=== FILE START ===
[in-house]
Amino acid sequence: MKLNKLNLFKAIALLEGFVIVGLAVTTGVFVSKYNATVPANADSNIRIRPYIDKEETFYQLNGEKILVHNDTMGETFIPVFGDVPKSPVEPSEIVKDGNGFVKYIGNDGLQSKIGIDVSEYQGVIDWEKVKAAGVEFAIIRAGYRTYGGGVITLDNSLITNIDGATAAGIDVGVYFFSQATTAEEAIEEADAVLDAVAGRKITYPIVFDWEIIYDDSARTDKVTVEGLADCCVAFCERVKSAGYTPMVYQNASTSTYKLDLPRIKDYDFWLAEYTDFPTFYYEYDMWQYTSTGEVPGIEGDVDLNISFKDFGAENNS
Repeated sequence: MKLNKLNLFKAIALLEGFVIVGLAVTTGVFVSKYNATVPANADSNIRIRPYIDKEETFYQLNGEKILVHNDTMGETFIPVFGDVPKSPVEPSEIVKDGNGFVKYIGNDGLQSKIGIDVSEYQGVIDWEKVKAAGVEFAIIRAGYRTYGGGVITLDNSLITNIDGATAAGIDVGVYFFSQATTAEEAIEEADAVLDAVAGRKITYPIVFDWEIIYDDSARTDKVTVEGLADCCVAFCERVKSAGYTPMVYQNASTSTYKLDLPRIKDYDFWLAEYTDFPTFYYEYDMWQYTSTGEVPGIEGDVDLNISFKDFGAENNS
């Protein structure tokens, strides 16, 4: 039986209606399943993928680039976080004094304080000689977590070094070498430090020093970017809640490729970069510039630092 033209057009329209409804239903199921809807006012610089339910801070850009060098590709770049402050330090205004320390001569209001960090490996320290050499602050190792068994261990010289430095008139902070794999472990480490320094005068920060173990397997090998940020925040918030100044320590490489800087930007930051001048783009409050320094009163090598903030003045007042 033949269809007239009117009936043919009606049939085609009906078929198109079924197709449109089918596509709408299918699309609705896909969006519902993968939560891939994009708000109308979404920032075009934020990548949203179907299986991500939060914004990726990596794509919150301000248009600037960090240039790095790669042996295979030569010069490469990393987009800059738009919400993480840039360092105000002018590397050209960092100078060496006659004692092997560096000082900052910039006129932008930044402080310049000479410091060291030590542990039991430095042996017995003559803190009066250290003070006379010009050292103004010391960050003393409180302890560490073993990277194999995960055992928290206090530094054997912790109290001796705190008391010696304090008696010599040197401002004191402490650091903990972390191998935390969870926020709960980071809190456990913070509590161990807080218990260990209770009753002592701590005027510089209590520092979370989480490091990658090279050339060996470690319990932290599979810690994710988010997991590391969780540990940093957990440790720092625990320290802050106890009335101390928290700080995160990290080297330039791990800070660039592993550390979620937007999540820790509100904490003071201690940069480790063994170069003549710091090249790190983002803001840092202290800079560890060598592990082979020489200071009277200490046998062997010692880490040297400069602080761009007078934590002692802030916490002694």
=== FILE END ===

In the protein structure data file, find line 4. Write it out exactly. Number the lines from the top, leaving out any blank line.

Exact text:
């Protein structure tokens, strides 16, 4: 039986209606399943993928680039976080004094304080000689977590070094070498430090020093970017809640490729970069510039630092 033209057009329209409804239903199921809807006012610089339910801070850009060098590709770049402050330090205004320390001569209001960090490996320290050499602050190792068994261990010289430095008139902070794999472990480490320094005068920060173990397997090998940020925040918030100044320590490489800087930007930051001048783009409050320094009163090598903030003045007042 033949269809007239009117009936043919009606049939085609009906078929198109079924197709449109089918596509709408299918699309609705896909969006519902993968939560891939994009708000109308979404920032075009934020990548949203179907299986991500939060914004990726990596794509919150301000248009600037960090240039790095790669042996295979030569010069490469990393987009800059738009919400993480840039360092105000002018590397050209960092100078060496006659004692092997560096000082900052910039006129932008930044402080310049000479410091060291030590542990039991430095042996017995003559803190009066250290003070006379010009050292103004010391960050003393409180302890560490073993990277194999995960055992928290206090530094054997912790109290001796705190008391010696304090008696010599040197401002004191402490650091903990972390191998935390969870926020709960980071809190456990913070509590161990807080218990260990209770009753002592701590005027510089209590520092979370989480490091990658090279050339060996470690319990932290599979810690994710988010997991590391969780540990940093957990440790720092625990320290802050106890009335101390928290700080995160990290080297330039791990800070660039592993550390979620937007999540820790509100904490003071201690940069480790063994170069003549710091090249790190983002803001840092202290800079560890060598592990082979020489200071009277200490046998062997010692880490040297400069602080761009007078934590002692802030916490002694």